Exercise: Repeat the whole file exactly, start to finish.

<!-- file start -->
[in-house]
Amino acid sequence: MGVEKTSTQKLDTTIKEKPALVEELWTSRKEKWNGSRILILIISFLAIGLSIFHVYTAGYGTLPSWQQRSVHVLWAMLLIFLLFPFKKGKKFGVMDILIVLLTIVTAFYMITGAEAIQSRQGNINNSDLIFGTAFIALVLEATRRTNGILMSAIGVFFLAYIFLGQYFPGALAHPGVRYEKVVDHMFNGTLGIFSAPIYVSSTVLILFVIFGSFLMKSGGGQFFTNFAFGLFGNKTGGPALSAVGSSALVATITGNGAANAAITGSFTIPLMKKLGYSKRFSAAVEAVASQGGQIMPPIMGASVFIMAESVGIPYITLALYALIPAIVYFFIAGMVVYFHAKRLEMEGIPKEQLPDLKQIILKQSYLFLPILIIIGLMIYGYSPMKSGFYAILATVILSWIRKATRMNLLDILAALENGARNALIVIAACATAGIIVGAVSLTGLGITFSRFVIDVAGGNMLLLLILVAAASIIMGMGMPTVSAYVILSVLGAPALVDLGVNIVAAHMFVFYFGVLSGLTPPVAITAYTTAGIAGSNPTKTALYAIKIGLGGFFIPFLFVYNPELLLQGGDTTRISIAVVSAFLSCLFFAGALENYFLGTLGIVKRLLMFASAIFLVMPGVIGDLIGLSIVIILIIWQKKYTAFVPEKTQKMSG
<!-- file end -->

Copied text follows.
[in-house]
Amino acid sequence: MGVEKTSTQKLDTTIKEKPALVEELWTSRKEKWNGSRILILIISFLAIGLSIFHVYTAGYGTLPSWQQRSVHVLWAMLLIFLLFPFKKGKKFGVMDILIVLLTIVTAFYMITGAEAIQSRQGNINNSDLIFGTAFIALVLEATRRTNGILMSAIGVFFLAYIFLGQYFPGALAHPGVRYEKVVDHMFNGTLGIFSAPIYVSSTVLILFVIFGSFLMKSGGGQFFTNFAFGLFGNKTGGPALSAVGSSALVATITGNGAANAAITGSFTIPLMKKLGYSKRFSAAVEAVASQGGQIMPPIMGASVFIMAESVGIPYITLALYALIPAIVYFFIAGMVVYFHAKRLEMEGIPKEQLPDLKQIILKQSYLFLPILIIIGLMIYGYSPMKSGFYAILATVILSWIRKATRMNLLDILAALENGARNALIVIAACATAGIIVGAVSLTGLGITFSRFVIDVAGGNMLLLLILVAAASIIMGMGMPTVSAYVILSVLGAPALVDLGVNIVAAHMFVFYFGVLSGLTPPVAITAYTTAGIAGSNPTKTALYAIKIGLGGFFIPFLFVYNPELLLQGGDTTRISIAVVSAFLSCLFFAGALENYFLGTLGIVKRLLMFASAIFLVMPGVIGDLIGLSIVIILIIWQKKYTAFVPEKTQKMSG